We are pleased to announce our newest digital collection: Chicago Department of Urban Renewal Records: Photographic Negatives Digital Collection. This collection documents the activities of the Chicago Department of Urban Renewal as it recorded the state of structures and neighborhoods in Chicago through studies and photographs. These studies helped determine whether an area would be conserved through subsidized remodeling projects or cleared for redevelopment and new construction.
The nearly 16,000 images in this digital collection depict Chicago neighborhoods considered and targeted for improvement, including buildings and neighborhoods that were subsequently razed. The collection also includes images of events, including meetings, hearings, groundbreakings and public art installations related to various urban renewal and development projects.
The Chicago Department of Urban Renewal was created through the combination of the Chicago Land Clearance Commission and the Community Conservation Board in 1962. However, Chicago’s long-standing interest in addressing the structural and demographic makeup of the city began earlier, as evident in a 1939 Works Progress Administration enumeration study that documented dwellings by homeownership and racial demographics. These studies continued through the 1940s and 1950s. In 1992, the City of Chicago combined the Department of Urban Renewal with the Commercial District Development Commission to create the Community Development Commission.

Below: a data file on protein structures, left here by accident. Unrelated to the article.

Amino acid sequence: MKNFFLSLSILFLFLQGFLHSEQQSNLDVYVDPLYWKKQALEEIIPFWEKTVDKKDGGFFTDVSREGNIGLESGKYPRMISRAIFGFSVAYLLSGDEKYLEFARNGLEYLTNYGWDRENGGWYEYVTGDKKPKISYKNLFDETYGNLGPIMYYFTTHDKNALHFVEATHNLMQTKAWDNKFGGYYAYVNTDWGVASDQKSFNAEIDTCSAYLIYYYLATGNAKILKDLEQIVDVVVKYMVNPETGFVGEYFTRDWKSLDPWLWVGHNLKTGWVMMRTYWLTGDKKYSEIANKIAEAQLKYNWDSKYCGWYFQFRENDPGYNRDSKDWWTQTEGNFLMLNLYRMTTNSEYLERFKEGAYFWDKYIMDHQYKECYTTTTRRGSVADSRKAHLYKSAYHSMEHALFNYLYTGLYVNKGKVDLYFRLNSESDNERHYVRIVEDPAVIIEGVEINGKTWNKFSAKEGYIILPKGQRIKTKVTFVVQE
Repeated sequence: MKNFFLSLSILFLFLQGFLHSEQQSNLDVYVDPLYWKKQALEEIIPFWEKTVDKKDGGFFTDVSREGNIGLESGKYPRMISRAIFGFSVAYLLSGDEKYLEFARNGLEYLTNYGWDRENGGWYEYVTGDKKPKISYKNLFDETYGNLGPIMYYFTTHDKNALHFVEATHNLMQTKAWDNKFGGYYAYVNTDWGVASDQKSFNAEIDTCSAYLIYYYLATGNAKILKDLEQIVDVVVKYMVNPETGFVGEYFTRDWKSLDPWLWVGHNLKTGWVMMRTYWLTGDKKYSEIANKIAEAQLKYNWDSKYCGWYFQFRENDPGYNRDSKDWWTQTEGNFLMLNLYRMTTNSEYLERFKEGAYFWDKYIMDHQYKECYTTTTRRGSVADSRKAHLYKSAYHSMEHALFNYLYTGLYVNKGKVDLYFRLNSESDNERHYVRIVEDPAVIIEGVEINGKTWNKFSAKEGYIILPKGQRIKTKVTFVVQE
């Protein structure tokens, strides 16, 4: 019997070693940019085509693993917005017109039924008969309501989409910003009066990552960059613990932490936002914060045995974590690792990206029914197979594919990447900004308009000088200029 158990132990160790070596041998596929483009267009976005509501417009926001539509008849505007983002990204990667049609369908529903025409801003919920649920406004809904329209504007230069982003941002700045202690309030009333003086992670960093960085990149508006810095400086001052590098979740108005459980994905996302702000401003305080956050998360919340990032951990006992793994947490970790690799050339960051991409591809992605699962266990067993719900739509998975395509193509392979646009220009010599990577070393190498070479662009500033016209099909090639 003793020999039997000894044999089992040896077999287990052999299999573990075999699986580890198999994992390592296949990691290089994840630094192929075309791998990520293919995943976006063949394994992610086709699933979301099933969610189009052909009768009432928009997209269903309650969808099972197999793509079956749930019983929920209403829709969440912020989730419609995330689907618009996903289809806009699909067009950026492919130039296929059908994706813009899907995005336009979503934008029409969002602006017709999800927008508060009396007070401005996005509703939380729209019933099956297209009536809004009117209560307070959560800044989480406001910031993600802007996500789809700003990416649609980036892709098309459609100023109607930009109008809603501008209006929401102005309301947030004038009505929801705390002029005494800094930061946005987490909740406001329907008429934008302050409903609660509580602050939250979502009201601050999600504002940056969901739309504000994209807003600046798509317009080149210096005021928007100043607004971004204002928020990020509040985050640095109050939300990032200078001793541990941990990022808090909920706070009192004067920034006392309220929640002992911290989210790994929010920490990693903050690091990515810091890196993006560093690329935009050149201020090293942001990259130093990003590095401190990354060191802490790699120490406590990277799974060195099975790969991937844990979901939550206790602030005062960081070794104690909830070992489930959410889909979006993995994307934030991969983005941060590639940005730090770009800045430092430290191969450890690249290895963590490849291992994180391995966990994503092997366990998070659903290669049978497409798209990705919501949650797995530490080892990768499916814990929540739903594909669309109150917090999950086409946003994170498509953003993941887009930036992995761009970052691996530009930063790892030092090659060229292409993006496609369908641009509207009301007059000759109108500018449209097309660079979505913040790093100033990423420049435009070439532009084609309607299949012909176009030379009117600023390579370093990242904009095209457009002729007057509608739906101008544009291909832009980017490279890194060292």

Visit our Special Collections to research more about this topic and view the Chicago Department of Urban Renewal Records, which include additional images, documents and publications not visible in the digital collection. The Faith Rich Papers also cover urban renewal through the lens of an activist challenging the practice and the Municipal Reference Collection holds numerous publications from DUR and related city agencies.